Shoghi Effendi talks about how the alignment of our inner reality and our outer reality is a significant challenge and also a very powerful thing to strive for. And I think in this day and age of digital media […] you see it even more: so how the forces of society promote this gap between our outer and our inner realities and try to sort of encourage that, yet we find in the Baha’i teachings that it’s so imperative to be, and to practice, and to strive to have alignment in those constellations. I guess in reflection it means sincerity, it means genuineness, it means love, it means all of these things and not fakeness or ego.
Everything about the Baha’i Faith is about learning and being curious and I guess […] I need to be much more curious and act like I don’t know a lot more than I thought I did, whether it’s about race or gender, or whether it’s what someone who immigrated to America feels. Because it’s easy to think that we’ve figured something out and it’s been hindering me in certain aspects of my life. I have to forget what I know and always lean on what is creating unity.
‘Not everything that a man knoweth can be disclosed, nor can everything that he can disclose be regarded as timely, nor can every timely utterance be considered as suited to the capacity of those who hear it.’ And Baha’u’llah says this quote in reference to wisdom, and wisdom being knowing what to say, and when to say it, and who to say it to. Especially I think in the current climate of people feeling like their freedom of speech means that they’re entitled to say whatever to whoever, whenever, and I’m a particular person that if I’m not very thoughtful about my speech, sometimes the worst outcome could be that it hurts a person. So this is something I keep on my phone and try to reflect on: how can one embody wisdom in the way that they speak to people, in order to touch their hearts? Because you won’t really be able to accomplish that effectively if you aren’t really considering the circumstances, the choice of your words, and what is the condition of the person who you’re hoping to talk to.
What I realised is that generosity not only comes with the material part, it also comes with the spiritual part: when you’re generous with your time, when you’re generous with your love, when you’re generous with your support, and dedication and service. Generosity and service go hand-in-hand with each other.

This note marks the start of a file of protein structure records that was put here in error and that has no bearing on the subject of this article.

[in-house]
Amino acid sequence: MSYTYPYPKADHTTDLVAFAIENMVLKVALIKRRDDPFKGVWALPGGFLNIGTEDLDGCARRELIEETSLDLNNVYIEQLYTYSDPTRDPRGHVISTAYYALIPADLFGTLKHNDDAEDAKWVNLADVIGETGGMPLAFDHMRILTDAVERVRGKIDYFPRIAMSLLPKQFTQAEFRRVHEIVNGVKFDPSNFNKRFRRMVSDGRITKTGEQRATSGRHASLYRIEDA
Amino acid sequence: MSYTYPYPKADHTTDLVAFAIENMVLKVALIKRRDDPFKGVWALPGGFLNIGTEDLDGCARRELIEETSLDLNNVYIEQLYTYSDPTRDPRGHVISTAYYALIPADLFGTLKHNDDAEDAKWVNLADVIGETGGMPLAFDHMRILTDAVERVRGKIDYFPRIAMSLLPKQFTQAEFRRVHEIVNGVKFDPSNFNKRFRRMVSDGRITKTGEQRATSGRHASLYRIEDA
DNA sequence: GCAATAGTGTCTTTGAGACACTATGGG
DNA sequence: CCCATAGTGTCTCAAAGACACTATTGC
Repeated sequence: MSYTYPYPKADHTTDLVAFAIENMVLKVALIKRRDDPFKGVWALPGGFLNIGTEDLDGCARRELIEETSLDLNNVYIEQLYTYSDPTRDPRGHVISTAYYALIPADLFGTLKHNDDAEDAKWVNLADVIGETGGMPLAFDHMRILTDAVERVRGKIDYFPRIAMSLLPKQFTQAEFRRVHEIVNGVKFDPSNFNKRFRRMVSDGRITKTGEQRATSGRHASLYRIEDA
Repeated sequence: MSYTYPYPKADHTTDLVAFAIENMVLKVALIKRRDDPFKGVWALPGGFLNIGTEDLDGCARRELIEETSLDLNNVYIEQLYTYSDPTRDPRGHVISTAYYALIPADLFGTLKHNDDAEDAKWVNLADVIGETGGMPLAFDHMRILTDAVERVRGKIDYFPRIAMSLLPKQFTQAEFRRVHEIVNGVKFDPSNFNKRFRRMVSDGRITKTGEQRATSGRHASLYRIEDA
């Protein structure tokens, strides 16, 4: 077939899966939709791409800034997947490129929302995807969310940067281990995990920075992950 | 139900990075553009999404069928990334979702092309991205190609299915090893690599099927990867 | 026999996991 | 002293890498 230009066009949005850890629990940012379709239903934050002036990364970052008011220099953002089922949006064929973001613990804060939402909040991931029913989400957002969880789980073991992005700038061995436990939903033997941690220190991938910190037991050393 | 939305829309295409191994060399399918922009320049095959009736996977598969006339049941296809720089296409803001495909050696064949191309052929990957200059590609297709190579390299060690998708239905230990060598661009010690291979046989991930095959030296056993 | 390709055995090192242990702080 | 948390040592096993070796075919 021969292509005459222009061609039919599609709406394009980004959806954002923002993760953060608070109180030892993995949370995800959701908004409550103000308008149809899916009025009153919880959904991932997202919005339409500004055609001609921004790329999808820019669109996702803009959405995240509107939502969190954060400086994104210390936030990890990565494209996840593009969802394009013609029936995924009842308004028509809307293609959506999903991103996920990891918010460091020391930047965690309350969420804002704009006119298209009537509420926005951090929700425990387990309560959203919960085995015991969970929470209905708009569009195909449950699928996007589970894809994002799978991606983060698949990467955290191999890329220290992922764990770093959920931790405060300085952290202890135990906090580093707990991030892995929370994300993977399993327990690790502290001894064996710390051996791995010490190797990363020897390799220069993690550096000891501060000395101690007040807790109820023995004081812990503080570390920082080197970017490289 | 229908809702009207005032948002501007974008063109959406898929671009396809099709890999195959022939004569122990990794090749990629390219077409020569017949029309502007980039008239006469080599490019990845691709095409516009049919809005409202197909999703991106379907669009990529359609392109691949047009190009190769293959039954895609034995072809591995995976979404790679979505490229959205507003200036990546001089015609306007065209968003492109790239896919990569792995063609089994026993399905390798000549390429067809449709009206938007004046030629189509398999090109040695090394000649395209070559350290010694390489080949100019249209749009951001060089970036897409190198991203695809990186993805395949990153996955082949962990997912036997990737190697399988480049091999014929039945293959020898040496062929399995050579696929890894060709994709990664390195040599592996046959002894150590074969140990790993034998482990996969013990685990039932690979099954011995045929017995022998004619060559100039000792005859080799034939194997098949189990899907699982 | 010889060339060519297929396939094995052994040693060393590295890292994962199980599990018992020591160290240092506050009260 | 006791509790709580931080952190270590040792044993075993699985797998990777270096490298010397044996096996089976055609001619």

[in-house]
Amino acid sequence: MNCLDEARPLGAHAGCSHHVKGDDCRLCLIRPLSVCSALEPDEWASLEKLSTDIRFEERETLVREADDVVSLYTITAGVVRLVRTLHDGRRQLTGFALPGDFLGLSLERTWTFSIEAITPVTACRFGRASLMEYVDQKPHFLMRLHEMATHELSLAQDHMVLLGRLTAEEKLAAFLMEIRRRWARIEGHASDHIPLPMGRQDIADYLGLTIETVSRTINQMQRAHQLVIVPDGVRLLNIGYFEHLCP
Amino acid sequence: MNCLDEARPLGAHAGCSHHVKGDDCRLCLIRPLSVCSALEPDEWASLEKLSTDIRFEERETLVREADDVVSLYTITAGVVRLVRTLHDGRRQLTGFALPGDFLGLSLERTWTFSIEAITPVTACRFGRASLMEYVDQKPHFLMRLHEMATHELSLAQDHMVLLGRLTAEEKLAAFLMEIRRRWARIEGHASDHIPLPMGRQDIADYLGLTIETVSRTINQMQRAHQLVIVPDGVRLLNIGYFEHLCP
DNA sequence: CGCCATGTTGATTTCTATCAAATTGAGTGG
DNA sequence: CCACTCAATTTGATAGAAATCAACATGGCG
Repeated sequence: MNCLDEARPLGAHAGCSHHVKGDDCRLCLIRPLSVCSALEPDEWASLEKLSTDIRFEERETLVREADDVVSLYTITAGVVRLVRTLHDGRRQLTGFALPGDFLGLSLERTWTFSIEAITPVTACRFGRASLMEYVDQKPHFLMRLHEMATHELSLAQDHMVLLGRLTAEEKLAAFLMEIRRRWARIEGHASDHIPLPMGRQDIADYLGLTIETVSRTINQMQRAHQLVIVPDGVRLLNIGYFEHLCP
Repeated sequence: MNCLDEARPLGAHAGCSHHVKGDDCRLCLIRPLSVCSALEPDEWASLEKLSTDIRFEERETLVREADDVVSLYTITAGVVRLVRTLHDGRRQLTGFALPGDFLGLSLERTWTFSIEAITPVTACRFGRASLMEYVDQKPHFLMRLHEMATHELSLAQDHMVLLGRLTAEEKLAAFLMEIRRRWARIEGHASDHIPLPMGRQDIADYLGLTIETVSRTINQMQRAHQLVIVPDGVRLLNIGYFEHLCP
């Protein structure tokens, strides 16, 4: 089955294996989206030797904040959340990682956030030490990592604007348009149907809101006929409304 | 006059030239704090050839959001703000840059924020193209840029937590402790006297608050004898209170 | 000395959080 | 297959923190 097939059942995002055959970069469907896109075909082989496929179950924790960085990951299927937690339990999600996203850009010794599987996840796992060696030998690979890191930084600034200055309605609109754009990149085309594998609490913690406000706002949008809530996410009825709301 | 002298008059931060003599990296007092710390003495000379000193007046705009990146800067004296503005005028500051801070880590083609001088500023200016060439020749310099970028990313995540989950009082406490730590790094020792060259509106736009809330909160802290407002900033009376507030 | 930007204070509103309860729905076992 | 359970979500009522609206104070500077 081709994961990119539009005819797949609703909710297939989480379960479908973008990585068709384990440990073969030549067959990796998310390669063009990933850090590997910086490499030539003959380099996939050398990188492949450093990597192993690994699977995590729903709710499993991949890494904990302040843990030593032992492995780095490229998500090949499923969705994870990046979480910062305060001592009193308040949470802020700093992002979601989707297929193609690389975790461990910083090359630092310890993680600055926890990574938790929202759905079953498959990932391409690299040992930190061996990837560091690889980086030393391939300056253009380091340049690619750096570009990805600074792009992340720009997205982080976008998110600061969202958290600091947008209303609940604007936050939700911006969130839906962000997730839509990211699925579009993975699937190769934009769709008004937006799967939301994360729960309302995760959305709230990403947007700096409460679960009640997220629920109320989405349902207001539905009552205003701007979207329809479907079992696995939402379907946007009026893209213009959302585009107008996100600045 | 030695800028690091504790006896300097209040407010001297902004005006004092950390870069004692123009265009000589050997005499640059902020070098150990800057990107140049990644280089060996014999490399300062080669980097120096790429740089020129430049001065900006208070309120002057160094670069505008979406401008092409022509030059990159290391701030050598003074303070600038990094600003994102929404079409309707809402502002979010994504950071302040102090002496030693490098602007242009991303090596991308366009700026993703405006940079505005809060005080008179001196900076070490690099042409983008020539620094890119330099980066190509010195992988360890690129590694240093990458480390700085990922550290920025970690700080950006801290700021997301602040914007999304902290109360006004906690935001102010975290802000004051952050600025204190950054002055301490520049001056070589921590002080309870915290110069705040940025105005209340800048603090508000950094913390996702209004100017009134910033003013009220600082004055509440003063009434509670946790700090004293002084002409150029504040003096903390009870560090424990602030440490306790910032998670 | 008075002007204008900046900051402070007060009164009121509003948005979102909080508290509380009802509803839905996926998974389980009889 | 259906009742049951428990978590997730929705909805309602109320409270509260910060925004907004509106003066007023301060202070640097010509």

We all need to be patient in embracing the nuances and complexities of humanity; that we are one through all of this difficult transition, and that we have no choice except to embrace our oneness. The new life that is stirring within us all is giving birth to a new world that we must all learn to recalibrate and harmonise with, because a global society is emerging one way or another, so it is up to us to ensure that it is an awakened world that values human life and all life on this planet.
I read a lot of stories of people who gave spiritual inspiration. One of them was Mulla Husayn. He was the first Letter of the Living but was the only one who doubted the Bab, which is very interesting to me. So despite his own shortcomings — he was a very intelligent and spiritually perceptive man — but that perception got in the way and he had to throw that away and submit to the Bab’s Revelation […] He was spiritually and physically transported by the power of this Revelation. And that story really inspired me and I feel connected to him. For the Baha’is in America, Louis Gregory is one. He’s one of the Dawn-Breakers here because we are called the spiritual descendants of the Dawn-Breakers in America. So really looking up to those examples helped give me the motivation and the drive to be of service.
I feel like we live in a time where there are so many distractions, and I feel like we can draw courage and strength from the Bab, by pushing forth through all of the distractions that are there in the world.
When I started working with junior youth […] they asked me everything. Because they were asking, I needed to find the answers because I didn’t want to say: ‘Oh, because God is good.’ Because I wasn’t sure myself, I tried to find the answers for them, and also find the answers for me as well. It was through that process that I decided the Baha’i Faith is really the religion I want for me.